The Biggest Livestreaming Mistakes Funeral Homes Make
By Tyler Ward, Digital Sales Manager
Lights. Camera. Action. Livestream?
If I were to ask a funeral director about livestreaming before 2020, chances are only a handful of people would know what I was talking about.
The concept of livestreaming is still new to our profession, and you might still be hesitant to try it. Maybe you’ve tried doing it yourself and made mistakes. Maybe you think families don’t need it because they don’t ask for it.
But comfort with attending a funeral online has actually increased 121% in the last 10 years. And more and more families are beginning to expect it. See this report for more information.
But before you start livestreaming, what are some mistakes to be aware of and avoid?
In this clip, Rob Clyde, Director of Special Projects, explains many livestreaming mistakes and how to think of livestreaming differently.
Livestreaming Mistake #1 – Do nothing.
Regardless of people’s feelings about it, livestreaming is here to stay. Now that people know attending church services can be done remotely or virtually, they’re expecting funeral homes to offer that same type of service. So, the first big mistake is staying frozen and not adapting to changing family needs.
Livestreaming Mistake #2 – Not using correct equipment.
Many funeral homes have tried using personal cell phones to livestream, with catastrophic results. The truth is, to provide a successful livestreaming experience, it’s best practice to have a dedicated camera. Unless you choose an industry specific service (like Encore) that provides equipment for rent or purchase, you’ll have to invest on the right tools. Luckily, you only need a few things.
– A handheld camera
– A tripod to stabilize your camera and let you go hands-free
– A microphone to pick up audio
– A way to monitor the livestream (a dedicated laptop or tablet is best)
Livestreaming Mistake #3 – Not having proper internet speed.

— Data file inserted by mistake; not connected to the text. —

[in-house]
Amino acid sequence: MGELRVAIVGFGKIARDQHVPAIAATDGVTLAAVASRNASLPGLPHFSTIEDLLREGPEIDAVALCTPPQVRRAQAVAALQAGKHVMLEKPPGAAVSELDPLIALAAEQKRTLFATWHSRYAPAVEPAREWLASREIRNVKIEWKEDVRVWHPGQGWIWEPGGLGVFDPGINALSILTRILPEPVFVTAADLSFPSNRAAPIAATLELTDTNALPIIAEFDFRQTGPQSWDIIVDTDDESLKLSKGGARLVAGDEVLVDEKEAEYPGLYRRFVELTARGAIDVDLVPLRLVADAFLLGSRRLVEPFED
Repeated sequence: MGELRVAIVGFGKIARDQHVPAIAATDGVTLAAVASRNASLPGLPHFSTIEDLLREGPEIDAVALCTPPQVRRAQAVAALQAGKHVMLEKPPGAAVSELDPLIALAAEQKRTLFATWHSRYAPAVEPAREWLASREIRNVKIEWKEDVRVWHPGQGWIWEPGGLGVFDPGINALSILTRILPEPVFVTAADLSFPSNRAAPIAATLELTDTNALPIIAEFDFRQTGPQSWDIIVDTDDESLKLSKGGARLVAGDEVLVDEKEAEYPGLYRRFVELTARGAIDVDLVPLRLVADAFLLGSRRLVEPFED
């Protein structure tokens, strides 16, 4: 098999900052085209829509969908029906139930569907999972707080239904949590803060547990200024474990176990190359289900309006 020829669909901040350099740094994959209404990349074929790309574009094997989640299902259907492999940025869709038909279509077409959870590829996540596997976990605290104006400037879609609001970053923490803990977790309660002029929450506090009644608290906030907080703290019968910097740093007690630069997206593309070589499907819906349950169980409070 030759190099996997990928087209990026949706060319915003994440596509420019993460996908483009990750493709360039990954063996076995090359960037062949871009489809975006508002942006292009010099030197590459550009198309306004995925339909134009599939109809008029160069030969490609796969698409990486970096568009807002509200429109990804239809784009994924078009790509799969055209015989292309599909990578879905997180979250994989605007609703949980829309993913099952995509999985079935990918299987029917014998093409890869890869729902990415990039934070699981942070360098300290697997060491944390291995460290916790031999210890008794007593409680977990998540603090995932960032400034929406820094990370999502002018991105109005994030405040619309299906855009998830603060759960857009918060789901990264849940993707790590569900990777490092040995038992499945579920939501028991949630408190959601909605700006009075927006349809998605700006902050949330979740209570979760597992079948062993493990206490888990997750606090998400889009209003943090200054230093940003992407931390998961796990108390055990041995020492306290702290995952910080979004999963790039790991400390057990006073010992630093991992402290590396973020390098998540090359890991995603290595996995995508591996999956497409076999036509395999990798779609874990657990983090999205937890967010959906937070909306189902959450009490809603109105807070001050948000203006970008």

If you’ve tried livestreaming in the past and noticed video or audio would cut out or it would freeze altogether, you likely experienced an internet issue. Streaming video takes up a lot of internet speed, specifically upload speed. If your current plan doesn’t accommodate a 10 MBPS upload speed, you need to contact your provider and see if you can improve your plan.
It’s a simple fix that will make a big difference in quality.
Livestreaming Mistake #4 – Not having tech support.
We know you went to school to be a funeral director, not a film director. But if you’re livestreaming on your own, you have to field complaints from families and answer questions in the moment.
When you work with a team of experts, you get unlimited tech support for all your questions, from camera positioning to connecting to Wi-Fi.
Livestreaming Mistake #5 – Focusing on the technology, not on building a community.
You don’t need to spend time researching the best cameras and purchasing tens of thousands of dollars’ worth of equipment. Instead, you should focus on how to make your livestream audience feel like they’re in the funeral home, whether they’re states away or in another country.
Your livestreaming service should allow attendees to sign a virtual guestbook, leave condolences for the family, offer donations (money, flowers, etc.), and more. It should be a way to expand the walls of your funeral chapel.